Rising car prices and loan rates could spell disaster for drivers.
- Car prices have been up this year due to supply chain shortages.
- That’s forcing borrowers to take on higher car payments — and put their finances at risk.
- Compare your total monthly expenses to your income to determine a monthly car payment you can afford.
Buying a car has always been an expensive prospect. But these days, vehicles are even less affordable due to a massive shortage.
The core of the problem is actually a chip shortage — an issue that started during the COVID-19 pandemic and hasn’t yet been resolved. Ultimately, automakers have seen production slow down, which has resulted in a limited supply of vehicles for sale. And any time you have a situation where the quantity of a given good isn’t high enough to meet consumer demand, its price tends to go up.
It’s not all that surprising, then, to learn that auto loan balances increased on a national level during the third quarter of 2022. This is per a new report by the Federal Reserve Bank of New York. But what’s more surprising is that auto loan debt increased by a whopping $22 billion. That indicates that many consumers took out large car loans — and may be at risk of falling behind on them.
If you need a car, you may have no choice but to finance it with an auto loan. After all, you probably don’t have $30,000 or $40,000 just sitting around in your savings account to pay for a new car outright.
But if you’re going to take on the expense of an auto loan, you’ll need to make sure it really fits into your budget. Otherwise, you could set yourself up for a world of financial stress.
How much car can you afford?
There’s a formula consumers are told to follow when it comes to buying a home — don’t let your housing costs exceed 30% of your income. But buying a car is trickier, because such a formula doesn’t really exist in that context.
Your best bet, therefore, when buying a car is to look at your total fixed monthly expenses, compare that to your income, and see how much room you’re left with. Let’s imagine you bring home $3,000 a month, and you currently spend $2,000 a month on essentials like housing, food, utilities, and health insurance. That leaves you with $1,000 left over — but that doesn’t necessarily mean you can afford a $1,000 monthly car payment.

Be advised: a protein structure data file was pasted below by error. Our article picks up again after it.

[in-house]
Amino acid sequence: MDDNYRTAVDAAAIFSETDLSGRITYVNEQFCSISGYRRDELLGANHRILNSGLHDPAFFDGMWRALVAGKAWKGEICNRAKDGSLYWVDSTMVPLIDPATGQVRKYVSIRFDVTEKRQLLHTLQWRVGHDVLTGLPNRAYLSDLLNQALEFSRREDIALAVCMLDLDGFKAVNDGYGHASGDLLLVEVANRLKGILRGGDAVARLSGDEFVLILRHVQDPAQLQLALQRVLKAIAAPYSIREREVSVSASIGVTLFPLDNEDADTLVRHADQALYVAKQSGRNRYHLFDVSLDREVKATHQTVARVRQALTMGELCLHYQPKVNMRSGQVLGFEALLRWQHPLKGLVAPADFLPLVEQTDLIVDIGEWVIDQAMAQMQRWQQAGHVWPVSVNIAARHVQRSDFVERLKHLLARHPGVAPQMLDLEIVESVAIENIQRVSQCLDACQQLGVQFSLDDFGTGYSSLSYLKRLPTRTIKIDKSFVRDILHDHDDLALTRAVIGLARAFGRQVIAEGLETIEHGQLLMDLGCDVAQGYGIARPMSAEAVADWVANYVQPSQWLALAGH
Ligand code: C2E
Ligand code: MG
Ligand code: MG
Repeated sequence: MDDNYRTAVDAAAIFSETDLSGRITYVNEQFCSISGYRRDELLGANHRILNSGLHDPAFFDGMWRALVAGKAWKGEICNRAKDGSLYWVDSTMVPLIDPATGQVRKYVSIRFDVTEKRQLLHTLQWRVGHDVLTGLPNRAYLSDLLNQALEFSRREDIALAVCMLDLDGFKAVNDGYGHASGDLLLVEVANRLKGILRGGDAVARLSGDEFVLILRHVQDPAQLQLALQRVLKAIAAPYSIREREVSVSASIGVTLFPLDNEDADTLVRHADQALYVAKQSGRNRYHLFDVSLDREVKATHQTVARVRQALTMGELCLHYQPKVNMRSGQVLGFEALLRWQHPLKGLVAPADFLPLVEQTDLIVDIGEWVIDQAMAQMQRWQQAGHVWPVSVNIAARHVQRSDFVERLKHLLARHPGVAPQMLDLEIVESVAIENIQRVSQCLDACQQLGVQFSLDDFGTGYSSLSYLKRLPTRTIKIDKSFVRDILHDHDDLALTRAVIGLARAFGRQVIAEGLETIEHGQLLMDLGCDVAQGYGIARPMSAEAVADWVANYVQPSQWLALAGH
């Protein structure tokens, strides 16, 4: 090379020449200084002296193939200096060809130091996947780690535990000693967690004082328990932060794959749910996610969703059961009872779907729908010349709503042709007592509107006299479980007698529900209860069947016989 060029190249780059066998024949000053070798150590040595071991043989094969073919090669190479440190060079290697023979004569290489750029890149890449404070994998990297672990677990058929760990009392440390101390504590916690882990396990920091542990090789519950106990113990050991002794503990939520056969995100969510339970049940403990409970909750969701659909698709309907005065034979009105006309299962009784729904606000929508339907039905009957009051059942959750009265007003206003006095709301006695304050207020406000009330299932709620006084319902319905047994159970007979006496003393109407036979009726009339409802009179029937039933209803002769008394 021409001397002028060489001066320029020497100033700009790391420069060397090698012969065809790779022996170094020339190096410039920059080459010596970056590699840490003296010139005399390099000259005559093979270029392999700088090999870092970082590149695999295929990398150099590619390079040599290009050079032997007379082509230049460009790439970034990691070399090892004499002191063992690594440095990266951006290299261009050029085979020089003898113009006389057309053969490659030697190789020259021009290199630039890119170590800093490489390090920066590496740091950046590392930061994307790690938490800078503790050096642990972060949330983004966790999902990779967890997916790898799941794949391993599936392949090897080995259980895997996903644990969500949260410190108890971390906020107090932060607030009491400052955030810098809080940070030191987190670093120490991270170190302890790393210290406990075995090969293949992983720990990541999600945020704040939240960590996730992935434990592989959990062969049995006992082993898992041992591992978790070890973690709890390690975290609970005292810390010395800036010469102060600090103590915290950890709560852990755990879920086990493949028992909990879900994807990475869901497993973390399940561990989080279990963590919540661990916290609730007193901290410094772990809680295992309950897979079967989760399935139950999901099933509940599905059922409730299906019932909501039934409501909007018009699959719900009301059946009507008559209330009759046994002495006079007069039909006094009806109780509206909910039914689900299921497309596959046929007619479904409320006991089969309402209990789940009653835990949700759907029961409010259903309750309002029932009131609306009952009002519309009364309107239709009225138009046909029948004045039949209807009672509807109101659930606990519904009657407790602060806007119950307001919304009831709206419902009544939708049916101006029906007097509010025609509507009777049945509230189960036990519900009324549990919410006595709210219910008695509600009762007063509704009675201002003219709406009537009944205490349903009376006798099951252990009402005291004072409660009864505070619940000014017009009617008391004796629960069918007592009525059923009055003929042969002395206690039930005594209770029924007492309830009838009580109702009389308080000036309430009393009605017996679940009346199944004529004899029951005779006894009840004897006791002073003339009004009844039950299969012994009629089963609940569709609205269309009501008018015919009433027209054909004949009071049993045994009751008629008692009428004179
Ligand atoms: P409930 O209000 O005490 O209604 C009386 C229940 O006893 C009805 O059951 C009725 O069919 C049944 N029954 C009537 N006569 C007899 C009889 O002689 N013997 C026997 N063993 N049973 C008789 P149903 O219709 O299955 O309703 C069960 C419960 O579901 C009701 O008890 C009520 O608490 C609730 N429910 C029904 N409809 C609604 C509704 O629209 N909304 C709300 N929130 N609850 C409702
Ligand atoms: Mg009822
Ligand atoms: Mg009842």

You might need some of that $1,000 to pay for non-essentials like streaming content and social events — things you probably don’t want to cut out of your life entirely. And you might need some of that money to boost your savings or fund your IRA for retirement. So your best bet is to really take a close look at those numbers and land on a car loan payment that’s reasonable.
Higher borrowing rates could be an issue
Unfortunately, not only are car prices up these days, but so are auto loan rates. In fact, borrowing rates are higher across the board, which makes it a pretty bad time to finance a car.
If you’re going to be applying for an auto loan, see if your credit score is in good shape. The higher that number, the lower the rate you’re likely to qualify for. A lower rate could make it so you’re less likely to fall behind on your loan payments.
Remember, taking on too expensive a car can have a lot of negative consequences. If you’re late with your loan payments, it could cause your credit score to plunge and put you at risk of having your vehicle repossessed. So you’re better off landing on a reasonable car payment — even if that means resigning yourself to a vehicle that’s missing some of the features you may have otherwise wanted.
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